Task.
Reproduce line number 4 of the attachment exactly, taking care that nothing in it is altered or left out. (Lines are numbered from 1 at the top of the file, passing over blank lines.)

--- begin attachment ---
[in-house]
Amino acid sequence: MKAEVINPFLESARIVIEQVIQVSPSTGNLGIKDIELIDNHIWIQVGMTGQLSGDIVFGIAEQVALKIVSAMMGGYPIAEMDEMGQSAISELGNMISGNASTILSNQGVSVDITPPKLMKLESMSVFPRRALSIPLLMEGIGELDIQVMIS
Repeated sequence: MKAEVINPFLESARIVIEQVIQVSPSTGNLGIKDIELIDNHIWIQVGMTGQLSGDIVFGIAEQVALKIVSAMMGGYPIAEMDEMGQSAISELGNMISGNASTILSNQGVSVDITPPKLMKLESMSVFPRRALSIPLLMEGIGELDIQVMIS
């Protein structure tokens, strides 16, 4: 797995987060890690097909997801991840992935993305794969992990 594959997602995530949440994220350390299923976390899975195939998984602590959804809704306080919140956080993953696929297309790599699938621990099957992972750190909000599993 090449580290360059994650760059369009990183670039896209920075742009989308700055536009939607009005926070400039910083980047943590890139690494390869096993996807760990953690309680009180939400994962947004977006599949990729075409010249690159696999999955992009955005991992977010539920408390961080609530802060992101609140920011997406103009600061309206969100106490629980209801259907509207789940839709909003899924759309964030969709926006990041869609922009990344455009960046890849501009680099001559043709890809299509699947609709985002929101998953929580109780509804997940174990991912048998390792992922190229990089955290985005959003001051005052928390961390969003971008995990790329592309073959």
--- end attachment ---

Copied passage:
């Protein structure tokens, strides 16, 4: 797995987060890690097909997801991840992935993305794969992990 594959997602995530949440994220350390299923976390899975195939998984602590959804809704306080919140956080993953696929297309790599699938621990099957992972750190909000599993 090449580290360059994650760059369009990183670039896209920075742009989308700055536009939607009005926070400039910083980047943590890139690494390869096993996807760990953690309680009180939400994962947004977006599949990729075409010249690159696999999955992009955005991992977010539920408390961080609530802060992101609140920011997406103009600061309206969100106490629980209801259907509207789940839709909003899924759309964030969709926006990041869609922009990344455009960046890849501009680099001559043709890809299509699947609709985002929101998953929580109780509804997940174990991912048998390792992922190229990089955290985005959003001051005052928390961390969003971008995990790329592309073959």